Burnout and exhaustion may be on the horizon if you’re busy taking care of everybody and everything. Our team at Corken + Company found these tips for self-care for parents from experts and allies in parenting, to be helpful in navigating parenting in times of such intense burnout!
The life coach says:
“Self-care is the key to refueling yourself, but the way you think about self-care might be making you more stressed. When you frame it as a “supposed to,” it can feel like just another item on your to-do list. Did you go to the gym? Drink your green smoothie? Meditate and journal? This is not self-care—it’s hustle in disguise.
Pay attention to what gives you energy and what drains you. Minimize or eliminate the energy-drainers. Say “no,” change your negative self-talk, don’t try to do everything, and stop people-pleasing or aiming for perfection. Prioritize the energy-givers—especially when you’re under stress—we tend to give these up first, creating a vicious cycle. Rest; do things that give you pleasure, take breaks, or take naps. And do it for you, because you are worthy of care.”
—Erica Hanlon, Denver, licensed professional counselor and coach, and mom of three kids.
The mom who schedules time to refuel says:
“I notice I need “me time” or refueling when I feel exhausted, less patient, and very reactive to situations. I like to take a nap and completely shut off the emotions, mind, and body. Try to take a walk in nature or just get outside, get active (whatever that means for you), chat with a friend, watch a movie alone, practice gratitude, or journal.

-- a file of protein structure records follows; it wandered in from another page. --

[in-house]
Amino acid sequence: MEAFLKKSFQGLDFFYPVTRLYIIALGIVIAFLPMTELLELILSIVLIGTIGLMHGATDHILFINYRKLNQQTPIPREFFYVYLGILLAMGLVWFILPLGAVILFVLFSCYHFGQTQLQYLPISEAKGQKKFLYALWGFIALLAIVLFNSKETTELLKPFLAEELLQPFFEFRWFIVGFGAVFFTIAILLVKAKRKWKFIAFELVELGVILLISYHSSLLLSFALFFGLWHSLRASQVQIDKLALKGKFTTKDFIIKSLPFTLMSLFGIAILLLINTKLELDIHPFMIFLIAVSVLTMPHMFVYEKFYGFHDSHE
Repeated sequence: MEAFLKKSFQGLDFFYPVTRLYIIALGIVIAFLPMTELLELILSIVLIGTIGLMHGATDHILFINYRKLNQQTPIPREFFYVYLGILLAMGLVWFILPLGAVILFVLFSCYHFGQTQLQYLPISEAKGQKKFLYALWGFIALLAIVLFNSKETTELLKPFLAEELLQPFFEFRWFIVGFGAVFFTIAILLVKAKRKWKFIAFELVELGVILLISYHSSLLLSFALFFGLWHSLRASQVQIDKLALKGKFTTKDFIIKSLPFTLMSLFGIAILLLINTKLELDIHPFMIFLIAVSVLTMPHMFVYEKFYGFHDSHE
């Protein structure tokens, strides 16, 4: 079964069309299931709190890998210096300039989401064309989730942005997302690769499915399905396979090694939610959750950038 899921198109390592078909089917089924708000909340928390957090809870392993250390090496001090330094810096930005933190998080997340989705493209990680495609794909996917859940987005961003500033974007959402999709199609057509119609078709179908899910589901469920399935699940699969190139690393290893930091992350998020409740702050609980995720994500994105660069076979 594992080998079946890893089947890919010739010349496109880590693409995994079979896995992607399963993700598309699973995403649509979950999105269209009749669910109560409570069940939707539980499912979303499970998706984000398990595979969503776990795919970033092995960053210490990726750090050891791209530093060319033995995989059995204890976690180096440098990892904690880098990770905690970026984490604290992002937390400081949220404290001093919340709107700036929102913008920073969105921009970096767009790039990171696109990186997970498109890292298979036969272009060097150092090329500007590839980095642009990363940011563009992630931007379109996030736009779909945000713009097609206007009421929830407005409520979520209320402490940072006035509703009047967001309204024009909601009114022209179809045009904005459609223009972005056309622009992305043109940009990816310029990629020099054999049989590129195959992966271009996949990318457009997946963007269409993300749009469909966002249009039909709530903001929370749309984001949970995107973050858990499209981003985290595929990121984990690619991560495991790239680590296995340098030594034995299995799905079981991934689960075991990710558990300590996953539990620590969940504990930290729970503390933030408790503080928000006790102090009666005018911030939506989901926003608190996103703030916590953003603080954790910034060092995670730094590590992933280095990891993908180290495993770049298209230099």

Rather than burning out and needing to constantly “top-up,” I plan ahead and schedule things weekly that allow me to live fulfilled and not pouring from an empty cup. It’s important to be intentional and work in these refueling times as a habit so that as we serve and love on so many people, we don’t face burnout. I definitely do not get it right all the time. It’s something I’m practicing, tweaking, and reworking often.”
—Mandi Berghorst, Broomfield, mom of kids ages three and six, founder of Ask Mum.
The mom who coordinates with partner says:
“My husband and I have an understanding that if I’m feeling drained he’ll take our daughter and go do something fun so I can do something that refuels me.
Communication between you and your partner is crucial. If you establish what you need before you’re exhausted, you and your partner will have a game plan for the times you need to refuel. If you try to problem-solve and figure it out in the moment, it can be even more draining and lead to arguing or overwhelm.
Know ahead of time what activities refuel you so you can easily go to that thing when you need it. Listen to your body and do what it needs. Don’t try to work out if you hear your body saying it needs to relax. Your body knows best!”
—Taylor Stauffer, Centennial, mom of a three-year-old and director of operations at The Village Workspace.
Find more self-care tips for parents: